Gary Allen, Michael Allen, Romel Andrews, Nick Bastaja, Greg Battle, Lyle Bauer, Walter Bender, David Black, Aaron Brown, Todd Brown, Rod Calloway, Bob Cameron, Willie Cannon, Paul Clatney, Terry Cochrane, Roy Dewalt, Randy Fabi, Willie Fears, Delbert Fowler, Mike Gray, Ken Hailey, Leon Hatziioannou, Rod Hill, Derek Holloway, Roy Hurd, James Jefferson, Jeff Jenkins, Tim Jessie, Tony Johns, Trevor Kennerd, Eddie McQuarters Jr., Stan Mikawos, Bob Molle, Tom Muecke Jr., James Murphy, Vernon Pahl, Ken Pettway, Rob Prodanovic, George (Buster) Rhymes, Steve Rodehutskors, Sean Salisbury, Lee Saltz, Darryl Sampson, Mark Seale, Paul Shorten, Jeff Smith, David Stanley, Jeff Tedford, Bennie Thompson, Brad Tierney, Perry Tuttle, Chris Walby, James West, Dan Wicklum, Ken Winey, Darren Yewchyn, head coach Mike Riley.
The 1988 Winnipeg Blue Bombers weren’t just scrappers on the field. They were fighters off of it as well — with each other. And times didn’t have to tough for them to tussle, either. These guys even fought after winning the Grey Cup in Ottawa.
“A couple guys got in a fight in the airport on the way home,” punter Bob Cameron recalled with a laugh. “It was a rag-tag crew. We had a lot of fun, though.”
Not much was expected of the ’88 Bombers. Mike Riley was in his second year as head coach, and the team had suffered a talent drain that included the departures of players like Tom Clements, Willard Reaves and Scott Flagel. Finishing the regular season with three straight losses and a 9-9 record did nothing to change those doubts, as only about 12,000 showed up at Winnipeg Stadium for the East semifinal against Hamilton.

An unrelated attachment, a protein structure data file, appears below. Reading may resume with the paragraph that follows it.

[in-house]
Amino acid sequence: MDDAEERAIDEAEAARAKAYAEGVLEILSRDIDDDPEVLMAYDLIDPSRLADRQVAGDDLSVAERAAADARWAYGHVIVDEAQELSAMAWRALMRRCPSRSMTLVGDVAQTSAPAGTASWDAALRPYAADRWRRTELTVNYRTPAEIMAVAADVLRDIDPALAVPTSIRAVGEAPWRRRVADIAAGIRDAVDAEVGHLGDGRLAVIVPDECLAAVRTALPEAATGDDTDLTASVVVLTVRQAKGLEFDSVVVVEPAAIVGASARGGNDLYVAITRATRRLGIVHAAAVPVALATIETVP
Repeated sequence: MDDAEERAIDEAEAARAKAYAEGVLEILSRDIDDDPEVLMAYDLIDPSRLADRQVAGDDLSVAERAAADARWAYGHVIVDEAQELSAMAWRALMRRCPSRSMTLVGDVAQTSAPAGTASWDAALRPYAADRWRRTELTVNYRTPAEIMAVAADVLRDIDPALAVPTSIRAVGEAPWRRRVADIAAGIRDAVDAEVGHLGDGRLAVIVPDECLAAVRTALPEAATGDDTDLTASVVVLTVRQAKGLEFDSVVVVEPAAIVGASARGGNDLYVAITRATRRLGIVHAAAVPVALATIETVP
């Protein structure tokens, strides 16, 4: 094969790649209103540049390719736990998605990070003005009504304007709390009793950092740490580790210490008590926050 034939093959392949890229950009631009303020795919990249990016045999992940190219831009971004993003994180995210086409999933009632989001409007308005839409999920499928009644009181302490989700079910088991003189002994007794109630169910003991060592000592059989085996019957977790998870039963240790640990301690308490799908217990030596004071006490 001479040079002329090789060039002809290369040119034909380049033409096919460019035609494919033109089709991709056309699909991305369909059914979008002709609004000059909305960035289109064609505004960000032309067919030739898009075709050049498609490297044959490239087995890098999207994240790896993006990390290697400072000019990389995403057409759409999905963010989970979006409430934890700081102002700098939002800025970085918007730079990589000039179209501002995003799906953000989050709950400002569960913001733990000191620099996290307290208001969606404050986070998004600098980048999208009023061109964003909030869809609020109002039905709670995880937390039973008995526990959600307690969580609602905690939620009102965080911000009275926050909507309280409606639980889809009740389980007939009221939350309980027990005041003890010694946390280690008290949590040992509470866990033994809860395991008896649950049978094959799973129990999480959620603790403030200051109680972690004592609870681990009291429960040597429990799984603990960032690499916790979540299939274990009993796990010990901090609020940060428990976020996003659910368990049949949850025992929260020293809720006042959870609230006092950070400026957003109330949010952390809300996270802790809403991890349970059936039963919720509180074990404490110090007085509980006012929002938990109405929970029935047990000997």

That, however, is when the breaks started going Winnipeg’s way. Cameron recalls Tiger-Cats great Earl Winfield returning a punt for a sure touchdown until Flagel, who was now in Hamilton, accidentally tripped his teammate at the five-yard line. The Ticats had to settle for a field goal, and the Bombers went on to win.
The Bombers, who still had future Canadian Football Hall of Famers like Chris Walby and Greg Battle on their roster, went into Toronto, which led the CFL with a 14-4 record, and thumped the Argos 27-11 in the East final to advance to the Grey Cup against the B.C. Lions.
The underdog Bombers, with quarterback Sean Salisbury at the controls, proceeded to pull off one of the most memorable plays in team and CFL history that ultimately sealed the deal. Winnipeg led 22-19 late in the fourth quarter and the B.C. Lions were marching. A Matt Dunigan pass was deflected, and Bombers linebacker Mike Gray snared the pigskin at the Winnipeg’s three-yard line in what has often been referred to as the “Immaculate Interception.”
“It was one of those years where nothing much was expected of us, and then to come through at the end, I couldn’t believe it, really, the way things worked out,” Cameron said.
After the Bombers conceded a safety that got the Lions to within one, they kicked off. Linebacker Paul Clatney roared down the field, zeroed in on off returner Tony Cherry, who didn’t have the ball, and delivered an uppercut to Cherry’s chin that left the Lion bloodied and fuming. Cherry chased Clatney down, started punching him and drew a penalty. If Clatney had been flagged, the Lions probably would’ve been in field goal range for the winning kick. But that’s not what happened.
The ’88 Bombers were scrappers until the final, triumphant moment. And they had a little bit of luck on their side, too. “Some incredible breaks,” Cameron said, “and some hard, hard play.”